Nige reads one of the great poet’s rare attempts at prose…
I don’t know what kept me so long away from Philip Larkin’s novels – heaven knows I’ve been reading his poetry long enough. I think I lazily assumed that his two published novels, both written in his early 20s, were juvenile experiments and that, having tried his hand, Larkin realised his true gift and vocation lay elsewhere – in verse. Well, I haven’t read the first of the novels, Jill, about which Larkin was himself very dismissive (and seems not even to have kept the manuscript), but A Girl In Winter [available for 1p online here] seems to me a remarkable novel, one that fully qualifies for that overused adjective ‘haunting’.
A Girl In Winter is divided into three parts, the outer two forming a stretch of 12 hours or so in a cold provincial town on a bitter winter day in wartime. Here Katherine Lind works unhappily as a library assistant under a peculiarly unpleasant librarian (vividly portrayed by Larkin). On this particular Saturday morning, Katherine is detailed to escort home a dislikeable girl, Miss Green (those were formal times), who has raging toothache. Part one of the novel follows their journey across town, in the course of which Miss Green’s condition worsens, while Katherine comes into focus as someone whose emotions are, like the townscape, frozen.
Why she is as she is remains, throughout the novel, a story that is never quite told, though she has clearly been obliged to leave her (unspecified) home country and the life she had there. There are enough hints – but only hints – to suggest that she is German, perhaps Jewish. Whatever the source of the winter in Katherine’s soul, the turning point of the first part of the novel is a memorable scene in a municipal park when, suddenly, she sees the tiresome Miss Green as a human being rather than a burden, and compassion becomes a possibility – even happiness.
We also learn in part one that Katherine has been in touch with an English family with whom she stayed before the war – and there is a note at her dismal ‘digs’ from the son, Robin, who says he is visiting that day, an encounter that Katherine is now keen to avoid. Why? The back story to that makes up part two of the novel, set in the sunshine and rain of an English summer, in the course of which Katherine falls in love with the reserved and ‘English’ Robin, then out of love with him. He has been her pen friend, the invitation was unexpected, and Katherine finds the experience of meeting and living with his family, getting used to English ways – and working out what his unhappy elder sister is up to – confusing and unsettling. This section of the novel, in particular, is written with such precision of emotional insight that it seems incredible it was written by such a young man (or indeed by a man at all).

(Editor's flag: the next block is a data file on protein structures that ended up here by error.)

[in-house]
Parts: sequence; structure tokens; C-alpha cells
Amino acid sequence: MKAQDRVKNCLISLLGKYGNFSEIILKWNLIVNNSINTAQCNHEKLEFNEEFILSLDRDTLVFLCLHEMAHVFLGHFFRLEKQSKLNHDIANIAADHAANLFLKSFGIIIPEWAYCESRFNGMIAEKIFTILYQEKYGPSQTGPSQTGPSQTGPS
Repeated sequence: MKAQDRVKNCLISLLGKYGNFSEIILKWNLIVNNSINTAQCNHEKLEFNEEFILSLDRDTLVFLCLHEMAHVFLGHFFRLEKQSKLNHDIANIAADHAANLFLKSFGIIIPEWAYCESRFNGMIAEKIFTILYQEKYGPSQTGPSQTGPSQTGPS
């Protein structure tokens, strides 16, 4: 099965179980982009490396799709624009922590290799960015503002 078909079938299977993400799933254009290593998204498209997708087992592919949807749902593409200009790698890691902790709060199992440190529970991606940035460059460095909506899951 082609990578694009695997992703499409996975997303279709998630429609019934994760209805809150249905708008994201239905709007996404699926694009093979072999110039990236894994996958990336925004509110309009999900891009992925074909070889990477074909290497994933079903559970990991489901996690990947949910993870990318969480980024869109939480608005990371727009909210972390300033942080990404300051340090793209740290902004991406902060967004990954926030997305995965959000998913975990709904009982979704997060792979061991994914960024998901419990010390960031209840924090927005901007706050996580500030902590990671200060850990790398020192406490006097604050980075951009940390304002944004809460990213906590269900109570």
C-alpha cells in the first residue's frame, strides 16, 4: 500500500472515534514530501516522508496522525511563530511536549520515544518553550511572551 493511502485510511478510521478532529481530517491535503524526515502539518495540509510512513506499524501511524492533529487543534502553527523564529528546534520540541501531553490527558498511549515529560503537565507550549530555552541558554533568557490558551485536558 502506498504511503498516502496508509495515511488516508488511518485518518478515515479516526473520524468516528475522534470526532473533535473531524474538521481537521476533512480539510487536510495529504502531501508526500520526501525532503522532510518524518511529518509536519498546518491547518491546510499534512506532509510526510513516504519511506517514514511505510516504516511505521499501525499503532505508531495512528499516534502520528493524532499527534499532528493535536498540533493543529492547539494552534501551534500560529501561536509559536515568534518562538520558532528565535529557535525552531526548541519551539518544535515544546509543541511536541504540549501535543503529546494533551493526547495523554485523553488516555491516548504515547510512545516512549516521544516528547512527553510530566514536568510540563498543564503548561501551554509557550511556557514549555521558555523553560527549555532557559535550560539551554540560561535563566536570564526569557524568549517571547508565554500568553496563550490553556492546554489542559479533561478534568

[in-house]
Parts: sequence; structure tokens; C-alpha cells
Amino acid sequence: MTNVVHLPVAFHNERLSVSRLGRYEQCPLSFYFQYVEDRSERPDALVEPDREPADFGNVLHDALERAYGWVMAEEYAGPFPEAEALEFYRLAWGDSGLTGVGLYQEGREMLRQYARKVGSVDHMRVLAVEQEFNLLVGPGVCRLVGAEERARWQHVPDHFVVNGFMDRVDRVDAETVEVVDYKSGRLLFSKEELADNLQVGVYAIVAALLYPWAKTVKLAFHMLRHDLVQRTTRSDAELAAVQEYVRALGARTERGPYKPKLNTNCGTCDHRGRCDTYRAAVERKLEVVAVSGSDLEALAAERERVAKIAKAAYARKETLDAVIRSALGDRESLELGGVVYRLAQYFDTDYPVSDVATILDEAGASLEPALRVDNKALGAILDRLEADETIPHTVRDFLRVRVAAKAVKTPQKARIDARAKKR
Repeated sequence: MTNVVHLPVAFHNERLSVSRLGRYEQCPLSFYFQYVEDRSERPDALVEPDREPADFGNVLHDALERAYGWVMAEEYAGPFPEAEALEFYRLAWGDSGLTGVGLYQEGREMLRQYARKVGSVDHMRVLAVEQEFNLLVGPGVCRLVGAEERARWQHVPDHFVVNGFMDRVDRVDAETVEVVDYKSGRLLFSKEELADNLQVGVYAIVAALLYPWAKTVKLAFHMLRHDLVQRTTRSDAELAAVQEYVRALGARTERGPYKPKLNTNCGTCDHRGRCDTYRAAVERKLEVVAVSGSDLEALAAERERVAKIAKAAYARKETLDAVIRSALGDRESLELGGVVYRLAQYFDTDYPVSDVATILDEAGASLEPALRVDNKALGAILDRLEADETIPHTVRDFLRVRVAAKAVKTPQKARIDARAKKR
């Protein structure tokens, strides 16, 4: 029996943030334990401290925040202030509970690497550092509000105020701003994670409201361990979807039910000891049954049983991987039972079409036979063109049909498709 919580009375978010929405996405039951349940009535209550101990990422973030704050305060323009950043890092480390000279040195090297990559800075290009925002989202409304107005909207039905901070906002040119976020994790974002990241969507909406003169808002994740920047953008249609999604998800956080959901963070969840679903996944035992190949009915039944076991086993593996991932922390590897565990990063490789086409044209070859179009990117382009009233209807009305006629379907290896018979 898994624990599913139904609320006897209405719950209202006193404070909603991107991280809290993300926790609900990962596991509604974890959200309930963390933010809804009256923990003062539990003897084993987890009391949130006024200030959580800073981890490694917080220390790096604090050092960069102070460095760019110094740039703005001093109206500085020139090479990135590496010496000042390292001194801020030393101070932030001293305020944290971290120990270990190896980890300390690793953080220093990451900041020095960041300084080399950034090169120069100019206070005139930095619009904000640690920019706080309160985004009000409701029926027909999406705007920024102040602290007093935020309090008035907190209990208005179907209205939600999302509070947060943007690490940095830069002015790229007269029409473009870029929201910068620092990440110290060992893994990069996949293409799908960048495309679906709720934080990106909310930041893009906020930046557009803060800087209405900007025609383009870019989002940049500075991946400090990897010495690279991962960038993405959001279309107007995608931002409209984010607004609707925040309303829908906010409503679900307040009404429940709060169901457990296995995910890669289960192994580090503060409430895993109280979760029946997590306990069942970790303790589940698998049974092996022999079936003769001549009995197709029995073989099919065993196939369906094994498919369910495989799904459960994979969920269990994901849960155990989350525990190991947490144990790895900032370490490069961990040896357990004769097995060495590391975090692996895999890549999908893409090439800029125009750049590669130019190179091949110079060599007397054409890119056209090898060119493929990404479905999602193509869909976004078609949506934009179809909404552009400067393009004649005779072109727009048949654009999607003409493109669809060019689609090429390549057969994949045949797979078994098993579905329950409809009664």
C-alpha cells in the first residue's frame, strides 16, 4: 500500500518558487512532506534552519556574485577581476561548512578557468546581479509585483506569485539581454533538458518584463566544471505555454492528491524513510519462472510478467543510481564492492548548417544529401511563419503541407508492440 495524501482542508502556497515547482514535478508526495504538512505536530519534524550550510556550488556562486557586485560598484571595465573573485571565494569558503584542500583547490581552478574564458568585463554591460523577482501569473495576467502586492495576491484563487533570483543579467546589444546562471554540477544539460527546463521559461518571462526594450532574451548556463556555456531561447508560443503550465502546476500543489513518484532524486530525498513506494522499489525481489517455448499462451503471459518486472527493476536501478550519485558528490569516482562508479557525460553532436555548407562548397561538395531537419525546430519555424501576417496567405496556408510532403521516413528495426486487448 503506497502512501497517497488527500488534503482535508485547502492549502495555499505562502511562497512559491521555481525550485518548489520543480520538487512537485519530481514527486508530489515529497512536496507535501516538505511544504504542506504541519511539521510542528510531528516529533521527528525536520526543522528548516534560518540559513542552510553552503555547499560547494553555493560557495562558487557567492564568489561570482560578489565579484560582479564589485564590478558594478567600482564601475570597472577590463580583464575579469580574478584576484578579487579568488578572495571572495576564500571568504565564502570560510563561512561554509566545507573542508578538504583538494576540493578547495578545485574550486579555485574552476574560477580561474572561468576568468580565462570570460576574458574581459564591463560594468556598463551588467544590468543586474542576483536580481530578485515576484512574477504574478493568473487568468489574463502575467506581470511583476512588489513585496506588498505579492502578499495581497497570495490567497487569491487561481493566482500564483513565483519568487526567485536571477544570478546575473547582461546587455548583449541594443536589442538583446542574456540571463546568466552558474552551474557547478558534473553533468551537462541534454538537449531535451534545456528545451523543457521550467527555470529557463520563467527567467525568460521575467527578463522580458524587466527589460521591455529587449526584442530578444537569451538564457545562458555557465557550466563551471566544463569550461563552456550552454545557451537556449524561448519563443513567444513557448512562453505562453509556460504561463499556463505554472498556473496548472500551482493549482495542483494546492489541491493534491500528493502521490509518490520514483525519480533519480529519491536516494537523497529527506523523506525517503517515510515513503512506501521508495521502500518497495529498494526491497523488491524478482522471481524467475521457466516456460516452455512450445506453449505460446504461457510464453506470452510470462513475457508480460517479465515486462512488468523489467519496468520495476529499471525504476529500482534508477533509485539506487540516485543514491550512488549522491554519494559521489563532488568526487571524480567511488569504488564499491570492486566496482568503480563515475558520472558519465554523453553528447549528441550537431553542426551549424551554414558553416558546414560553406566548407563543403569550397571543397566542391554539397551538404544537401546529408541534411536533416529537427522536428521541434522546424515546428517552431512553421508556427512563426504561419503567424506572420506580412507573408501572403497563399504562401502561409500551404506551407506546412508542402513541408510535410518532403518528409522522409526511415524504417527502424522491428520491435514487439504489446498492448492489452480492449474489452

From prewar summer it’s back to wartime winter for the short final part of the book, which picks up where part one ended, and about which I’d better not say much, except that it seems – as is right – the only way this strange and intriguing novel could have ended. If the plot sounds thin, this is because so much of the book’s essence is not in action but in the creation of atmosphere and the tracing of nuances of emotion. Larkin sometimes changes register and pace in a way that can seem jarring, but this, I think, is in the service of portraying Katherine’s emotional alienation, the way her feelings, and the world around her, move in and out of focus. I wouldn’t characterise it as a ‘poet’s novel’; it reads like a very assured novelist’s novel. However, it does include much wonderful descriptive writing, especially in its evocation of the English weather, and of that frozen, dreary wartime town.
Here, just after Katherine’s moment of epiphany in the municipal park, she and Miss Green are sitting, huddled, on a bench:
Through the light mist she [Katherine] could see the ornamental front of the Town Hall under the flat shield of the sky, dark and ledged with snow. But all the white-grey patches were not snow, for as she watched they revealed themselves as pigeons, a score of them launching off into the air and hanging with a great clapping of wings. Then the whole flight dropped, rose over the intervening trees across the traffic, and landed on a stretch of snow not fifteen yards from where the two of them sat, coming up as if they expected to be fed.
Larkin intended A Girl In Winter to be the second of a trilogy, Jill representing innocence, A Girl representing experience, the third to represent a return of life. He made several false starts, but that third novel never got written.
Half a dozen years later, Larkin found his mature voice. And the rest is poetry.
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